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Want to Live Longer? Annihilate the Zombies … Cells, That Is

Study Could be Key to Slowing Aging Process, Scientists Say

Halloween is over, but zombies are still threatening your health, scientists say. “Zombie” cells, that is.

However, purging the body of these senescent cells, which no longer function as they should, may stop the progression of aging, scientists at Mayo Clinic report in a new study.

“By attacking these cells and what they produce, one day we may be able to break the link between aging mechanisms and predisposition to disease like heart disease, stroke, cancers and dementia,” said the clinic’s Dr. James Kirkland, in a written statement. “There is potential for a fundamental change in the way we provide treatment for chronic diseases in older people.

Kirkland, a co-author of the study, and other Mayo Clinic researchers based their study off the past discovery that cells in the body don’t divide forever. Instead, they reach a state of limbo (cellular senescence), where they aren’t dividing, but are releasing substances that harm other cells. This can cause inflammation.

Purging these cells from the body, the scientists postulated, may slow aging and age-related problems, according to the study, which was originally reported in the science journal Nature.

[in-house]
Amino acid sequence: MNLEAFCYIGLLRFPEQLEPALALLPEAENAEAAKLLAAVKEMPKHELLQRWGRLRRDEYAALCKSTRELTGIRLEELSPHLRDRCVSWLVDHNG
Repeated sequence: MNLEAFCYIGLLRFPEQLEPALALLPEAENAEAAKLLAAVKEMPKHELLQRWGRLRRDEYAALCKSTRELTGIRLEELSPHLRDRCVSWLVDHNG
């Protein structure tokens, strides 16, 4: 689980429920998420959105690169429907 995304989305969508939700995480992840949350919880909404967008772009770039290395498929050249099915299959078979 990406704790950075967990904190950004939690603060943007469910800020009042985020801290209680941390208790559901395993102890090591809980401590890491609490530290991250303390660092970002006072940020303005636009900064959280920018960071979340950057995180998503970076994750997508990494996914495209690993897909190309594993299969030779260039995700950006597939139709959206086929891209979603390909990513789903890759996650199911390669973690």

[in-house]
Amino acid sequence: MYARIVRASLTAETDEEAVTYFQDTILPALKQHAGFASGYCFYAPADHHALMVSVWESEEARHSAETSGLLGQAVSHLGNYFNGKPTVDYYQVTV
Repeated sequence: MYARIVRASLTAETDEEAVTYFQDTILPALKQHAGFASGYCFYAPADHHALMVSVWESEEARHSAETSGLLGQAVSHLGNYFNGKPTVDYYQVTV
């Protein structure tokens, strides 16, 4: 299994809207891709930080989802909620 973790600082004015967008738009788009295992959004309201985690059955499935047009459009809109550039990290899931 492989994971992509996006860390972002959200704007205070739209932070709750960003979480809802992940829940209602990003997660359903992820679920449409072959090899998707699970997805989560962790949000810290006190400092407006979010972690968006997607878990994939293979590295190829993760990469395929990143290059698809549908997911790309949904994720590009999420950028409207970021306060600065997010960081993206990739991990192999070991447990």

Researchers genetically engineered mice to tag their senescent cells with a specific molecule. When the mice were given a drug that stimulated the molecule, it would create holes in the cells’ membranes and the zombie cells self-destructed.

Over the long term, mice that were given the drug were slower to develop cataracts, muscle loss and weakness. Removing the cells later in life may even stop the progression of age-related disorders the body already has, Time magazine reported.

The study “provides important insights on aging at the cellular level," Felipe Sierra, Ph.D., Director of the Division of Aging Biology, National Institute on Aging, National Institutes of Health, told CBS News.

The New York Times reported that if the results are confirmed by future studies, it may be possible to develop drugs to kill senescent cells in humans, or otherwise rid the body of the cells. Another alternative might be to destroy the harmful substances the senescent cells produce.

"Our discovery demonstrates that in our body cells are accumulating that cause these age-related disorders and discomforts," said study co-author Dr. Jan van Deursen, in a statement. “Therapeutic interventions to get rid of senescent cells or block their effects may represent an avenue to make us fell more vital, healthier and allow us to stay independent for a much longer time.”

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